Birmingham: Former England skipper Michael Vaughan feels Ravi Bopara should stop idolising Indian batting icon Sachin Tendulkar as Test cricketers should not "worship" opponents while their teams battle it out on the field.
"There comes a time when you have to make the transition from a promising player to a fully fledged international cricketer and that moment has arrived for Ravi Bopara. He is 26 now and is a senior player. He has to realise he is not a kid and deliver. He will never get a better chance against an Indian team with the wheels off," Vaughan wrote in his column for Daily Telegraph.
"His biggest challenge will be playing on the same pitch as his hero, Sachin Tendulkar. He has always tried to model himself on Sachin. But now he is playing a Test match against him and is going to have to admit he can't idolise the guy.
"He can't stare at every move he makes and say 'wow, look at Sachin'. As Test cricketers, you can't worship an opponent. It is a battle. It is you against them," he added.
Vaughan, taking a dig at the listless Indian bowling attack in the absence of an injured Zaheer Khan, advised Bopara to stay at the crease for a longer period of time.
"Their attack is one of the easiest you could face, and without Zaheer Khan England could have picked another top six from county cricket and still done pretty well.
"I want to see Ravi have more of a presence at the crease in the way he plays, and not just by the way he walks. (What) Ravi has to do is trust his game, technique and mental approach. His concentration has to be spot-on and not just when he bats. In the field he has to be on top of his game to show England he is a big boy now," said Vaughan of Bopara, who made a return to the Test side in place of the injured Jonathan Trott.
Bopara made 178 against Leicestershire just over a week ago and the Essex batsman is expected to bat at number five or six, with Ian Bell taking the place of Trott at number three.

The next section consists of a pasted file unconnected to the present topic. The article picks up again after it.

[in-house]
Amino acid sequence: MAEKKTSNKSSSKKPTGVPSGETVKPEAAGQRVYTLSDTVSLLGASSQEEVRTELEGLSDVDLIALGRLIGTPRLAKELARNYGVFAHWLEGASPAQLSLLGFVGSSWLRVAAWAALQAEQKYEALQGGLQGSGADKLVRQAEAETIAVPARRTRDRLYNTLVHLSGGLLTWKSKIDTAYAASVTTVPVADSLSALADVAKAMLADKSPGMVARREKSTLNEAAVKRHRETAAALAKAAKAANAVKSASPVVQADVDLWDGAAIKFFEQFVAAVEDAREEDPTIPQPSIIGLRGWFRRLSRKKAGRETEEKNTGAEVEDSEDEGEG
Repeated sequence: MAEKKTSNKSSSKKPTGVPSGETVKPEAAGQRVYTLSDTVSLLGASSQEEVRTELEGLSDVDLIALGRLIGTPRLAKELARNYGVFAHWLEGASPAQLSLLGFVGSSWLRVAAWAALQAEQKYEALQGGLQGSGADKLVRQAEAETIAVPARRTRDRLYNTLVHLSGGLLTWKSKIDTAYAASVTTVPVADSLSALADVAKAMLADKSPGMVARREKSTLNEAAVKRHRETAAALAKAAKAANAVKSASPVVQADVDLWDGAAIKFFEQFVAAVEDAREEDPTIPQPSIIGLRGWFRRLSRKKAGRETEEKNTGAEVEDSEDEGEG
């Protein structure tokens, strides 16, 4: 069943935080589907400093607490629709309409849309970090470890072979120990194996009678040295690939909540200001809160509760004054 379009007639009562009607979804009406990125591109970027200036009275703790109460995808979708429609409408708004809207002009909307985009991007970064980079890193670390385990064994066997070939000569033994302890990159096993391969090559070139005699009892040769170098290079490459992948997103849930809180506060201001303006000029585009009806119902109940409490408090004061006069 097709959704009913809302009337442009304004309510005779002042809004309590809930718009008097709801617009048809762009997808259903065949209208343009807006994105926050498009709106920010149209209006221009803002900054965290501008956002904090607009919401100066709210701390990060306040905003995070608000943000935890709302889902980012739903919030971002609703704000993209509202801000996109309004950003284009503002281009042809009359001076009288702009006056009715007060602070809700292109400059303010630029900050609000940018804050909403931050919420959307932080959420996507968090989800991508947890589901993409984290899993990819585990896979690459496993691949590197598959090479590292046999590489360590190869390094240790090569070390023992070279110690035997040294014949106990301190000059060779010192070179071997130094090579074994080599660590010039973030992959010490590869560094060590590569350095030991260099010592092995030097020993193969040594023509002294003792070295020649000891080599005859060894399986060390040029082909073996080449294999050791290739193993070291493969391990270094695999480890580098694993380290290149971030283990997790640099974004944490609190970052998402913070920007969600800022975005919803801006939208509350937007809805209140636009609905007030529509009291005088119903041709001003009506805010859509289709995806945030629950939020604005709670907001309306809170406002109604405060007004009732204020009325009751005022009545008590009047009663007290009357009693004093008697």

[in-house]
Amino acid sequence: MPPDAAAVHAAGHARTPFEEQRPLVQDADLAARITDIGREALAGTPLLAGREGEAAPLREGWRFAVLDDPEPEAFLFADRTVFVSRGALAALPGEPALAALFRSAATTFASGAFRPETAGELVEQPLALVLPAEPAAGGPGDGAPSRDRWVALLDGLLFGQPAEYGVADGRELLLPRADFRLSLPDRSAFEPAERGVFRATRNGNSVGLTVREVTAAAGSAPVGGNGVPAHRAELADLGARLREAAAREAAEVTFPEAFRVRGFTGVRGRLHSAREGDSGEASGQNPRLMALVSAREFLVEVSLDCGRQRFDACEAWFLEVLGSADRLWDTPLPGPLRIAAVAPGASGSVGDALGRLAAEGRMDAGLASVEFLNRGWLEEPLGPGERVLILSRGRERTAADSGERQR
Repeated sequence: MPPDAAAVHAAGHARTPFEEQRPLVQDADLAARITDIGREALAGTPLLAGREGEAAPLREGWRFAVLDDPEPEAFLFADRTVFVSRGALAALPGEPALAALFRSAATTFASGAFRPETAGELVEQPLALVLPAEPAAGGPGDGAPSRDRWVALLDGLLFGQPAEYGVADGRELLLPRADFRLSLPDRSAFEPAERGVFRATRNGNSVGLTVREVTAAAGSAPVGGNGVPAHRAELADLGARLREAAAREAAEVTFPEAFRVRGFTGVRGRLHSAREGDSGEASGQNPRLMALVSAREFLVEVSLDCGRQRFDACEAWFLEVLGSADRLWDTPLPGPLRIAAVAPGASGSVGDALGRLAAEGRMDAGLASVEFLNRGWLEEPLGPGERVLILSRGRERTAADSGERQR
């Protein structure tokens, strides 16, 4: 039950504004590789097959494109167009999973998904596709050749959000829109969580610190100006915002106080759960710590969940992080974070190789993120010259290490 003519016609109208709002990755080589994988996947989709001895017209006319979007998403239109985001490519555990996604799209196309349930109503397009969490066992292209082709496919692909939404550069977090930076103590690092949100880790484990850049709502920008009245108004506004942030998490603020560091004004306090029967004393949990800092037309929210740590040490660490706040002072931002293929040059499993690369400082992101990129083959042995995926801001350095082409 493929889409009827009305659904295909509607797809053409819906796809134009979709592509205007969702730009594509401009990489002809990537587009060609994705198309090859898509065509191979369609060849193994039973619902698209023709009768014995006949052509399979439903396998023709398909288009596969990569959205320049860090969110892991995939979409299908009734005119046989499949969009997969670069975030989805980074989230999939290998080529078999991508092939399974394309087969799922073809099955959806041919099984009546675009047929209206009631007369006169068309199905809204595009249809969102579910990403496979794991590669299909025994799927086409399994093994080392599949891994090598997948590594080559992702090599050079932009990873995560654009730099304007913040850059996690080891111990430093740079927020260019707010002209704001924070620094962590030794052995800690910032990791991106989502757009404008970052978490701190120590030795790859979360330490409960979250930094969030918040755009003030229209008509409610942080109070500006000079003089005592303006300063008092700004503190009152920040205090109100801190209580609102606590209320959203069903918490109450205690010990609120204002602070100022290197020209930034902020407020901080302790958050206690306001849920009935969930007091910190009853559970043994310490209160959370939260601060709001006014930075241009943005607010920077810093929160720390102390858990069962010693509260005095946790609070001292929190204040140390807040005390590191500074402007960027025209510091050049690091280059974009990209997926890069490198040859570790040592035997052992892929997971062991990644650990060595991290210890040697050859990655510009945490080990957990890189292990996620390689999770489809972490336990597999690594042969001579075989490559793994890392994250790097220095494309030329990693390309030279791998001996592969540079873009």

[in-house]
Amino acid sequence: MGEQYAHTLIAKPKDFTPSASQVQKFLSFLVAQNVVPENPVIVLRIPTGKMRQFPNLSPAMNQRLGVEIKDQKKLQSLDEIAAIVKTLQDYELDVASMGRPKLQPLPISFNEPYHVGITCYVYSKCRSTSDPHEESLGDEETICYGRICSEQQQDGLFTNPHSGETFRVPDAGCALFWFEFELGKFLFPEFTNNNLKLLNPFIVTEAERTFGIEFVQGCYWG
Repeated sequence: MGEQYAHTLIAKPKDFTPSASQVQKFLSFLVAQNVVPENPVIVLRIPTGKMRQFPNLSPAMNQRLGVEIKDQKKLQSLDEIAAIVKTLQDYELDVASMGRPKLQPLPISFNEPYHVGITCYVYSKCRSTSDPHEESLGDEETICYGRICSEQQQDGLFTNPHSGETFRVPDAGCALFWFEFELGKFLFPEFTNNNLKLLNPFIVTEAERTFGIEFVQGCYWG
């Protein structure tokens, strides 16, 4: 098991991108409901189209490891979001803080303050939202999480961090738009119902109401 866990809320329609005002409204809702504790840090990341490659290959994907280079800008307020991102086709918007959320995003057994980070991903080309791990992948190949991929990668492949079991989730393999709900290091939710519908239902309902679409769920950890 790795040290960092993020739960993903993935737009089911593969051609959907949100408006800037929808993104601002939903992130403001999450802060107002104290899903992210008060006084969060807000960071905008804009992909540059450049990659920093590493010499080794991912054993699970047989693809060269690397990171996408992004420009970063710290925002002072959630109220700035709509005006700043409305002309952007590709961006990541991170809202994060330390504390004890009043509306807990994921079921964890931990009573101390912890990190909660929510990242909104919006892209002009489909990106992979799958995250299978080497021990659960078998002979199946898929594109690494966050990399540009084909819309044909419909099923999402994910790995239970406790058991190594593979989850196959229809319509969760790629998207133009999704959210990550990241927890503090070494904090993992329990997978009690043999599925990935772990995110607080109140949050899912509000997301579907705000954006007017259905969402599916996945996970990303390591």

Vaughan said the position suits Bopara as he had scored a hundred against the West Indies two years ago batting in that position.
"It will help Ravi that he is batting at six. Against the West Indies, he was batting in that position two years ago and little things like that can make you feel more comfortable when you are parachuted back into the team.
"Now that he has been given a chance and if he is successful it might be more than a one-off game to fill in for Jonathan Trott. Tim Bresnan showed at Trent Bridge what can happen if you perform. If Ravi makes 150 he can't be dropped, especially if Eoin Morgan struggles," he said.
Vaughan advised Bopara to quickly sort out his weakness against the rising delivery in order to make an impression for England.
"The bouncing ball has sorted Ravi out in the past. If you can push him back in his crease he starts to feel for the ball around about the fourth stump (an imaginary channel outside off-stump). He does not quite get his head over his front pad at first and, as it is for most players, the ball slanted across and nipping back in is a problem," Vaughan said.
"When he arrives at the crease under pressure at Edgbaston he just has to get his head over his front pad early and work out where the off-stump is. It helps to leave a few early on and not chase the ball," advised Vaughan.
Trailing 0-2, India, after being all out for 224 in the first innings, saw England stretch their lead to 232 on day two of the third Test at Edgbaston and Vaughan said it's hard to see the visitors having a chance this week.
"I just hope they can show a bit more fight and Dravid-like determination throughout the team in their batting, bowling and fielding. We want to see more of a contest and India play better," he added.